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Artificial gravity bed rest study to track the effects of space travel on the human body



Some brave people will soon lie down for science – and they will not stand up long.

A 60-day bed rest study funded by the European Space Agency (ESA) and NASA will start on Monday (March 25) in Cologne, Germany. Eight male and four female volunteers are being placed in the beds of the German Aerospace Center (envihab) to help scientists better understand how spaceflight affects the human body . The scientists refer to the experiment as an artificial gravity bed rest study, according to German space officials.

(Bed rest is a common research tool in the human spaceflight community) and can cause muscle atrophy and loss of bone density as well as staying in weightlessness.)

Related: The human body in space: 6 Weird Facts

If you think this sounds like a dream gig, you might want to think again. For starters, there is no sitting; Each volunteer must keep at least one shoulder in contact with the mattress at all times. The head ends of the beds are tilted 6 degrees below the horizontal so that ESA officials flow away the blood from the participants' legs.

In addition, the poor are regularly submerged in a centrifuge and raised, pushing the blood back toward his extremities.

A bed rest bed in the Envihab facility of the German Aerospace Center in Cologne.

(Image: © ESA)

The centrifuge bit is an attempt to estimate the real potential of Artificial Gravity ̵

1; a long-running sci-fi drop – to combat the worst effects of weightlessness.

This is the first long-term ESA bed rest study to be used: the envihab short-arm centrifuge and the first to be carried out in collaboration with NASA, ESA officials said.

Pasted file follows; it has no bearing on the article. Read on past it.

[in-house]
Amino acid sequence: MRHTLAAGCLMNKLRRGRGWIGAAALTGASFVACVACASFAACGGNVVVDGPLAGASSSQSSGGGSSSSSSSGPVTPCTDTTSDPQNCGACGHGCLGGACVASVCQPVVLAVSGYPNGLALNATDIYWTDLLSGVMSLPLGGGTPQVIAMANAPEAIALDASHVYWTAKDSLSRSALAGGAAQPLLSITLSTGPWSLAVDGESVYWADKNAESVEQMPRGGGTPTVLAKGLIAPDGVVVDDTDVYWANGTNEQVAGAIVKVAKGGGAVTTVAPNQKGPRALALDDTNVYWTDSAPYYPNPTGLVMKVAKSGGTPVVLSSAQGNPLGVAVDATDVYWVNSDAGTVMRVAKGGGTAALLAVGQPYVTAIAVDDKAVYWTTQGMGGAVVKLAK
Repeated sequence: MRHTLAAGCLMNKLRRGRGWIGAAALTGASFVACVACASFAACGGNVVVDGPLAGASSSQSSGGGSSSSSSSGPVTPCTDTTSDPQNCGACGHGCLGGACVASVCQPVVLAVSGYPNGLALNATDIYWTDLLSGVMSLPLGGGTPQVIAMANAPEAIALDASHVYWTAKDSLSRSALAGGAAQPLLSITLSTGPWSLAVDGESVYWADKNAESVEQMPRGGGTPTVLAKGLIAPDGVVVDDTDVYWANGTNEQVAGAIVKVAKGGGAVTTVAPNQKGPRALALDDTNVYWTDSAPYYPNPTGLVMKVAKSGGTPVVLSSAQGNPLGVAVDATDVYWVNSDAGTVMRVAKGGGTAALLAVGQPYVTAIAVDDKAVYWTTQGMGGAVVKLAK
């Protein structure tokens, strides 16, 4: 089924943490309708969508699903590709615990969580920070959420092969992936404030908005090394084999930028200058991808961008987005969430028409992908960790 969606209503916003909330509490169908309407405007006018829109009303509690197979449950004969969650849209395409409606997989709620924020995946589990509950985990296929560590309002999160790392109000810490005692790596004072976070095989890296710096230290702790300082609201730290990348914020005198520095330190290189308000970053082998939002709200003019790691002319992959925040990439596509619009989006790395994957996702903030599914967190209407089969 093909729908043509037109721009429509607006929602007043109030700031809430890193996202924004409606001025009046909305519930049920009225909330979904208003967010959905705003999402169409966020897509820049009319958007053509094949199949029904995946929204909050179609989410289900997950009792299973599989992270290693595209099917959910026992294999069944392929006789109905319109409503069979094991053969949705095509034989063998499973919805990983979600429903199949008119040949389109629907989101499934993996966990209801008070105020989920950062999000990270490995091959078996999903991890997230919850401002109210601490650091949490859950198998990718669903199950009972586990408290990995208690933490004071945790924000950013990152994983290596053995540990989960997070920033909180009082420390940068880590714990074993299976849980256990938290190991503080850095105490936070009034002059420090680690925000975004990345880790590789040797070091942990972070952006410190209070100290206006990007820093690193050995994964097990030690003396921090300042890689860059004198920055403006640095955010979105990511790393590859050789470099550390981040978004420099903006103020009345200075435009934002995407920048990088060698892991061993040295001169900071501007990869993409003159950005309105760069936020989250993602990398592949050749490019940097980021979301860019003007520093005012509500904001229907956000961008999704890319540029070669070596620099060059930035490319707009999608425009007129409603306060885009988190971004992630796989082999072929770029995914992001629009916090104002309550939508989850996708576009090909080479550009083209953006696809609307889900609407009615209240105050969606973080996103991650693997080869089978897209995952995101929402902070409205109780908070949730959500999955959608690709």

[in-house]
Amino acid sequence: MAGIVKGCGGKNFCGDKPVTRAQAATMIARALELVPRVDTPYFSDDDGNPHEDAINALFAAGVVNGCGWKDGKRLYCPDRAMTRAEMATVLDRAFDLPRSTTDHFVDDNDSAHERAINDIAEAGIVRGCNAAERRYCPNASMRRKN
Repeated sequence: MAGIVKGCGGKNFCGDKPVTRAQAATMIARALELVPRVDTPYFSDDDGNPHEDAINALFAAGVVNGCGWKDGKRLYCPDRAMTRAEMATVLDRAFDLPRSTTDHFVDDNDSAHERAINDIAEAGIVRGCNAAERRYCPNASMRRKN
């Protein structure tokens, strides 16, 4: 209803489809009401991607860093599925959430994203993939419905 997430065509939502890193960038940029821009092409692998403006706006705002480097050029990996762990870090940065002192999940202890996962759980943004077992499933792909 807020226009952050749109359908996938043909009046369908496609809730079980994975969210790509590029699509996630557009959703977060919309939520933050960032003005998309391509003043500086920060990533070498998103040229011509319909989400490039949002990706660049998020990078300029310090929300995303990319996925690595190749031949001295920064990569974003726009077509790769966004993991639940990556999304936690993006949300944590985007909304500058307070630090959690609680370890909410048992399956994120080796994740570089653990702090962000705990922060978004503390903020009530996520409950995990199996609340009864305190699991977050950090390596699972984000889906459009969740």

A close-up of a monitor in the DLR (DLR) short-arm centrifuge control room used by the European Space Agency and NASA to study the effects of artificial gravity on the human body during long-term travel in space.

(Image: © European Space Agency)

Researchers will conduct a variety of experiments throughout the study; Among other things, they measure participants' cardiovascular and cognitive performance, balance and muscle strength. This data will help ESA, NASA and their partners to prepare for missions to the Moon, Mars and other space destinations.

"To enable these missions, various risks to the health of astronauts must be minimized," said ESA Team Leader for Research, Jennifer Ngo-Anh in a statement . "This study allows us to address the problem of muscle atrophy caused by weightlessness, but also other stressors such as cosmic rays, isolation and spatial limitations."

Mike Walls's book on the search for an extraterrestrial life, "[19659019"OutOut "(Grand Central Publishing, 2018; illustrated by Karl Tate ), is now out Follow him on Twitter @michaeldwall . Follow us on Twitter @Spacedotcom or Facebook .


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